If you’ve been following Sears Holdings Corp. (NASDAQ:SHLD) and Macy’s Inc.’s (NYSE:M), it may be difficult to believe that strong companies in the retail space still exist.
Sears had been posting losses since 2012. And Macy’s fundamentals have been deteriorating since 2015; its long-term growth is estimated to be about 2% per year, which would be hardly keeping pace with inflation. One should, of course, avoid investing in these types of retailers.
However, it’s not all bad in the retail space. Here are a few quality stocks whose fundamentals have remained strong as they face the challenges in the industry.
Simon Property Offers a ~4.4% Yield
Simon Property Group Inc. (NYSE:SPG) is a global leader, which owns premier shopping, dining, entertainment and mixed-use destinations with properties across North America, Europe, and Asia.
In the second quarter, Simon Property slightly increased its guidance for the year (due to the elimination of some debt), and now estimates to generate $11.14 to $11.22 funds from operations per share, which would represent a growth of ~7% compared to 2016.
As well, management also increased its quarterly dividend to $1.80 per share, which represents a boost of nearly 9.1% from a year ago. Simon Property has hiked its dividend payout every year since 2011.
At ~$164.50 per share, Simon Property is reasonably priced at a multiple of ~15 (and some say even undervalued because the quality shares have historically commanded a premium multiple of ~18). Here the best three places to look for safe dividend income.
TJX Offers a ~1.8% Yield and Above-Average Growth
TJX Companies Inc. (NYSE:TJX) is one of the largest off-price apparel and home fashions retailer in the United States and has global operations. It has over 3,800 stores in nine countries and three e-commerce websites.
TJX managed to squeeze out earnings per share (“EPS”) growth even during the last two recessions! Moreover, its long-term price chart gives confidence in the durability of the business.
Source: Google Finance
TJX currently generates ~77% of its sales in the U.S, and it believes there’s room to expand its store count in the country. And of course, it can also grow globally.
So, shareholders can expect TJX to continue increasing its dividend, which it has done for 21 consecutive years. Analysts expect the company to increase its EPS by 10.8-12.6% in the long-term. With the shares trading at ~$70.20 per share, a multiple of 18.9, the shares maybe slightly discounted.
Here’s a more detailed article on TJX.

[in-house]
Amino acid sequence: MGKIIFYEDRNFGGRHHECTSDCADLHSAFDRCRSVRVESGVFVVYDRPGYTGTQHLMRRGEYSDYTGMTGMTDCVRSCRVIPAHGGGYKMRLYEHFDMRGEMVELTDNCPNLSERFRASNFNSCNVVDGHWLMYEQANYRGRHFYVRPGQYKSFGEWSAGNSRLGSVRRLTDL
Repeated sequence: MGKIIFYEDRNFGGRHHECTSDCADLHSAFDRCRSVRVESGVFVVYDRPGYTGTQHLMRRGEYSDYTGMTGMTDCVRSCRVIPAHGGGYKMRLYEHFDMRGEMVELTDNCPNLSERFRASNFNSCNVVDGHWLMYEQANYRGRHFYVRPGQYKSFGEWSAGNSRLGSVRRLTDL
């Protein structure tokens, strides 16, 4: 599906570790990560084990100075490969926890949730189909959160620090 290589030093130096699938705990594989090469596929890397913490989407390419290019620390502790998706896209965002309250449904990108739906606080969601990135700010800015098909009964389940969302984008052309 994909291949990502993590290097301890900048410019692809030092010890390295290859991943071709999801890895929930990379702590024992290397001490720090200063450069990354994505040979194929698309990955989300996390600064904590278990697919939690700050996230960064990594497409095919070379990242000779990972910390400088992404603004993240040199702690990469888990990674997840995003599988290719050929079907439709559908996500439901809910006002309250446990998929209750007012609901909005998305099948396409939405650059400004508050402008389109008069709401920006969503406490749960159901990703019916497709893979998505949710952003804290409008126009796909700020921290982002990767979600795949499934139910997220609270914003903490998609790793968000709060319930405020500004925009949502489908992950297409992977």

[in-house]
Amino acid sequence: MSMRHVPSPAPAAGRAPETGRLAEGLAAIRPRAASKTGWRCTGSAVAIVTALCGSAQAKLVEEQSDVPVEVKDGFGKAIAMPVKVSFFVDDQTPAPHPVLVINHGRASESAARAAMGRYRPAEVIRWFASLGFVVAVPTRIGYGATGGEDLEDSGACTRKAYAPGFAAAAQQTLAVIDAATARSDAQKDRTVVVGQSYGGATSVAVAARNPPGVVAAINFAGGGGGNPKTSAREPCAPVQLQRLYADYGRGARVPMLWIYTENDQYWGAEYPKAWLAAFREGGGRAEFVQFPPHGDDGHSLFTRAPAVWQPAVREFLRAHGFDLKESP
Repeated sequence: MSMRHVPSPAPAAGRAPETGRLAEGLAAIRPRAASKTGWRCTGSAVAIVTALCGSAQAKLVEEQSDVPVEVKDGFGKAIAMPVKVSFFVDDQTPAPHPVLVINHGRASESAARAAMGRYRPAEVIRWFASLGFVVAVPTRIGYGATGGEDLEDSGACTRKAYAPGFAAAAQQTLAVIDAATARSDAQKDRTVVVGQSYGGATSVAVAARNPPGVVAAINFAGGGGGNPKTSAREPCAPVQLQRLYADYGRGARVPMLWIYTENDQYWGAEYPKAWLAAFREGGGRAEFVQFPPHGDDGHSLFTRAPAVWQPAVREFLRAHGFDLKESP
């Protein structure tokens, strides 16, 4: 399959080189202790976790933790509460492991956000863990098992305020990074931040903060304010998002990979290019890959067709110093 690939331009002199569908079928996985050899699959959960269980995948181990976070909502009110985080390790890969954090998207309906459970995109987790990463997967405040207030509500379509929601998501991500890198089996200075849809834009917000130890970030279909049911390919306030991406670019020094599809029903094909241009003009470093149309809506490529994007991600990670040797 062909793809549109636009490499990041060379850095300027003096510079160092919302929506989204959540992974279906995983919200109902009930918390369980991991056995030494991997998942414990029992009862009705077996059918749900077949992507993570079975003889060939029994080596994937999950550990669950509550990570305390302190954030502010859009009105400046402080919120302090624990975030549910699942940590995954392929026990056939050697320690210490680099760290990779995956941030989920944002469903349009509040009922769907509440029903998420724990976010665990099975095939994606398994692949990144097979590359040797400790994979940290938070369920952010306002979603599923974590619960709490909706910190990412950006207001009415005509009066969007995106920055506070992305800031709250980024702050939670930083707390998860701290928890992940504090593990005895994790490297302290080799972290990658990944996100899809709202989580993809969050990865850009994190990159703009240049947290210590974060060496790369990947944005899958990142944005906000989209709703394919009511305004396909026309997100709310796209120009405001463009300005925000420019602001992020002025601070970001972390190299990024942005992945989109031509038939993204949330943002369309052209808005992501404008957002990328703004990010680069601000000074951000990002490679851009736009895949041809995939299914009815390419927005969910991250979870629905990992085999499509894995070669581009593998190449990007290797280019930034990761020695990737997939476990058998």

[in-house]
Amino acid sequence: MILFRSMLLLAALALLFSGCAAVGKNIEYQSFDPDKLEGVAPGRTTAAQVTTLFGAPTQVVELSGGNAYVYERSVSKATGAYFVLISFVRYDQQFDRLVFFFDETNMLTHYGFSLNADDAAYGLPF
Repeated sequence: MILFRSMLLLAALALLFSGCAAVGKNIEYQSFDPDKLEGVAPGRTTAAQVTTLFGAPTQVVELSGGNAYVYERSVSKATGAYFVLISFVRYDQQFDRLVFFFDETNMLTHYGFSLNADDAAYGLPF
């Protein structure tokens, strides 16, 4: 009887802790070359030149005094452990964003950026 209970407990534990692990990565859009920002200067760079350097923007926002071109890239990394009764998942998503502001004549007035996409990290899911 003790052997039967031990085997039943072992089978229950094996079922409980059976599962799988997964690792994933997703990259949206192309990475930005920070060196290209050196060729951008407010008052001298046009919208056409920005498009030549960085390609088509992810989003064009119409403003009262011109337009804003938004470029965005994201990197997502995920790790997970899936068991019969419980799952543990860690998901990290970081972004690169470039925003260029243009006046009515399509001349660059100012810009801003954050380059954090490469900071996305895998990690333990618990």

Costco Shares Are Still Staying Up There
Costco Wholesale Corporation (NASDAQ:COST) shares have been on an uptrend since 2009. Its membership model has its customers coming back time after time because they paid for the membership and want to make it worthwhile. The more they shop, the more worthwhile the fees paid.
Costco shares aren’t cheap. In fact, they are closer to being expensive. At ~$156.50 per share, they trade at a multiple of ~27, while analysts estimate the shares will grow its EPS by ~10.2% in the long run. However, Costco tends to command a premium multiple for its quality.
Warren Buffett believes “it’s far better to buy a wonderful company at a fair price than a fair company at a wonderful price.” And Costco is a wonderful company at a fair price.
Investors who want to stick with quality and don’t mind paying up for the shares can consider buying partial positions on dips, such as when retail stocks dipped (including Costco) from the news of Amazon.com, Inc. (NASDAQ:AMZN) buying Whole Foods.
Costco only offers a ~1.3% yield. So, you’ll be buying its quality and above-average stability and growth. The company has increased its dividend for 14 consecutive years.
Simon Property, TJX, and Costco are quality companies, which have staying power. Simon Property is the best value of the three and offers a +4% yield, and it can grow its dividend by ~7% per year for the next few years.
TJX is slightly undervalued and Costco is fairly valued for its quality, but both should be able to hike their dividends by ~10% per year for the next few years.
If you like what you've just read, consider subscribing via the "Subscribe Here" form at the top right so that you will receive an email notification when I publish a new article.Disclosure: At the time of writing, I own shares of SPG, TJX, COST, and AMZN.
Disclaimer: I am not a certified financial advisor. This article is for educational purposes, so consult a financial advisor and or tax professional if necessary before making any investment decisions.
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